Day noted that the Southwest Incident Management Team 3 probably wouldn’t get all the “suppression rehah’ completed by the time it demobilizes and so this smaller organization will complete that.
She said some of the people working with the SWIMT 3 have probably heard about BAER – Burn Area Emergency Rehab.
BAER is focused on the very long term rehabilitation of the area impacted by the Assayii Lake Fire and it works as a team, which means that it will probably be conducting similar public updates, Day said.
Day once again ended her update with a thank you to the Navajo Reservation communities for their support.
The Southwest Incident Management Team 3 released additional information about more road openings in the following June 22, 2 p.m. PRESS RELEASE:
As of 2:00 p.m. June 22, 2014 fire officials extended road openings in the areas east and north of the Assayii Lake Fire. Highway 134 and all areas to the north are open. The five access roads south of Highway 134 continue to be closed due to firefighter and public safety.
Access to the east of Highway 491 is open. Specific areas (see below) to the west of Highway 491 have opened. As of 2 p.m. today, 3 road closures have been pushed west to expand the open areas. Changes to earlier road closures include:
– Roads 703 and 720 are now open to the Intersection of 703, 720 and the FOBS road.
– Road 700 is now open to the intersection of Roads 700 and 706.
– Road 707 is now open to the intersection of Roads 707 and 706.
The areas adjacent to the fire area remain closed. Due to continued high levels of fire traffic, the public must not travel beyond any road closure signs. Heavy Law Enforcement presence will be in the area to control the closures.
Anyone moving livestock in or out of the fire area must go through the Navajo Nation Emergency Operations Center process for their approval and may only access with an escort. Please contact the Emergency Operations Center at: (505) 371-8406.
For additional information, photos, and maps please visit www.facebook.com/AssayiiLakeFire and www.inciweb.nwcg.gov.
The following information is from a Navajo Nation Emergency Operations Center press release:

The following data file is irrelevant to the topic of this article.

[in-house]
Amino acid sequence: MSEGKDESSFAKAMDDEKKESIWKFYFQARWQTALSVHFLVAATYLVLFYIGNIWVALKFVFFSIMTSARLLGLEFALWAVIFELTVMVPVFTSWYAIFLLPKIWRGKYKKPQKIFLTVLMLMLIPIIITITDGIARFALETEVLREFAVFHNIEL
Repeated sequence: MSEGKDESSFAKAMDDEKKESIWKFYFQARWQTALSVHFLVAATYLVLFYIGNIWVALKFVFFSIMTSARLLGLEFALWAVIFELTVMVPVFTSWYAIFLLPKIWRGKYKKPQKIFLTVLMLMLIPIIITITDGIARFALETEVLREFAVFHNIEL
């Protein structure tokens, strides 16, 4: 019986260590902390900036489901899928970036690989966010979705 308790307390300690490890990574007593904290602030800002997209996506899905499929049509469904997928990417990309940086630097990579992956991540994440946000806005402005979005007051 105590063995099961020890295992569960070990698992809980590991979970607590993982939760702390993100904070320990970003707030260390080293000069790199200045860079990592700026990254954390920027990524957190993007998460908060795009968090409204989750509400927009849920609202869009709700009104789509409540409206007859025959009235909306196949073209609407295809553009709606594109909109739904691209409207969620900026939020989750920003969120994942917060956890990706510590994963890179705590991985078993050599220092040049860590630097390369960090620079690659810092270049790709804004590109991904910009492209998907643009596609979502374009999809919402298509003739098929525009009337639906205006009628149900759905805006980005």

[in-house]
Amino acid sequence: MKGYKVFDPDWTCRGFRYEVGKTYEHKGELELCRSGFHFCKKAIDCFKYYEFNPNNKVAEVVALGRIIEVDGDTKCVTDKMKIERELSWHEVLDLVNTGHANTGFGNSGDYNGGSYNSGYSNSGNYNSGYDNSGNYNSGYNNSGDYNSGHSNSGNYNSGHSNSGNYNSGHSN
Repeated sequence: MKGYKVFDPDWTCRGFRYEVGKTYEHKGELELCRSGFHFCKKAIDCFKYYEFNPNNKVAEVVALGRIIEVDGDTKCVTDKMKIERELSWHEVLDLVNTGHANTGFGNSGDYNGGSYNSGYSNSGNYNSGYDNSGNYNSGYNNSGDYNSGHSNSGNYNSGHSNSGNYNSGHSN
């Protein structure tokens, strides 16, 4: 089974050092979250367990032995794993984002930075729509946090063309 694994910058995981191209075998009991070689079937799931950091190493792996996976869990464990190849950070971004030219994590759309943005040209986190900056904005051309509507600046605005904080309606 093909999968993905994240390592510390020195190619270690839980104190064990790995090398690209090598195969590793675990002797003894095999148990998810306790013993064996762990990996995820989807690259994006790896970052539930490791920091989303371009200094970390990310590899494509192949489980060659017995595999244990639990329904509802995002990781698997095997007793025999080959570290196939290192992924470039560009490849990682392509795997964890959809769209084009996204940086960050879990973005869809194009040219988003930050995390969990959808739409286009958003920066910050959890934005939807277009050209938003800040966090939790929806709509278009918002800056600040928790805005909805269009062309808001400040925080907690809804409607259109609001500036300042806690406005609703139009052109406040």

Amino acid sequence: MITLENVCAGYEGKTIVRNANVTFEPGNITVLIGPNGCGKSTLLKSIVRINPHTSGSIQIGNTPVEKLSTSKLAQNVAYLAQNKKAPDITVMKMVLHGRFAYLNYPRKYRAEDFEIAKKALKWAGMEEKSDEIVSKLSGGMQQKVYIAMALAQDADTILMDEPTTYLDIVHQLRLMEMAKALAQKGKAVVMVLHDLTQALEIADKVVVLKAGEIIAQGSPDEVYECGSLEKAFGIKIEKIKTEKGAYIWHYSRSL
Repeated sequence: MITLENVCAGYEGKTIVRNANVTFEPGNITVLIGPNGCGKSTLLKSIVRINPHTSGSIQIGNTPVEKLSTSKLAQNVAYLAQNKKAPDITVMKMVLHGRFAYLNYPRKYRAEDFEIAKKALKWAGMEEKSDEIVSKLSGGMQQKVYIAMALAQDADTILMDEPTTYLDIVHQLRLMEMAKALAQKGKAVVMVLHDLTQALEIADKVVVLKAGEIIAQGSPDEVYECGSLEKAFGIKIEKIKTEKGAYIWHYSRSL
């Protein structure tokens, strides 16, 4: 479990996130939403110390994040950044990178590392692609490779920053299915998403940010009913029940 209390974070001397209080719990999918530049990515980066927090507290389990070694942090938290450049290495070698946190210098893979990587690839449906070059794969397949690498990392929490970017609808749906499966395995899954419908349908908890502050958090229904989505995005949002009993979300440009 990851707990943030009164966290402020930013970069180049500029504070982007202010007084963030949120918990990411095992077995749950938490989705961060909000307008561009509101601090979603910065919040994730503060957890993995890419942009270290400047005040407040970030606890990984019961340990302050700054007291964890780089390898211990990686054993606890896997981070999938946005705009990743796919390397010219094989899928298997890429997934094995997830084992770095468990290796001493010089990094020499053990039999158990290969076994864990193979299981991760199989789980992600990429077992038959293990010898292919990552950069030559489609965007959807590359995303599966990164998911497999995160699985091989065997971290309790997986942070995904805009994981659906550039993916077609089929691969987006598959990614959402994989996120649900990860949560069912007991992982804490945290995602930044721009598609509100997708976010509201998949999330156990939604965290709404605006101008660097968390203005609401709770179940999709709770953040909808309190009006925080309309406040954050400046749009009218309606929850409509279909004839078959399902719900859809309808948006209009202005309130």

The Assayii Lake Fire is now 60 percent contained and the Southwest Incident Management Team #3 lifted some road restrictions for public access.
As of Sunday morning Highway 134, from Crystal to Sheepsprings and all access roads to the north are open for public use. All roads south of 134 are still restricted unless listed below, as law enforcement will be on hand to control closures:
– 6690 Road south of Highway 134 is open, but cannot travel west of the 708 Road back to Highway 491, and east of 6690 Road. There was a rumor circulating that east of 6690 Road was closed but that is not true.
– 705 and 714 Roads are open up to the beginning of the Ponderosa Pines but there is no access beyond because fire crews are working in that area.
– 691 Road is open and the 701 Road is open until 720 Road Intersection, where travel is allowed south to 703 Road but not west of 720 Road.
– Travel is prohibited west of the 701 Road on the 703 Road. The public can travel the Loop back east to the 491 Road. All roads east of these locations are open to homeowners only.
The public is encouraged not to travel beyond the roads listed above for their safety reasons. Heavy law enforcement patrols will be present to enforce road restrictions.
For livestock assistance please call 928-206-2188 to coordinate with the Navajo Nation Emergency Operations Center and the SW IMT#3 for an escort.
For more information please call the Navajo Nation Emergency Management Operations Command Center at 505-371-8416/8415/8417 or e-mail firstname.lastname@example.org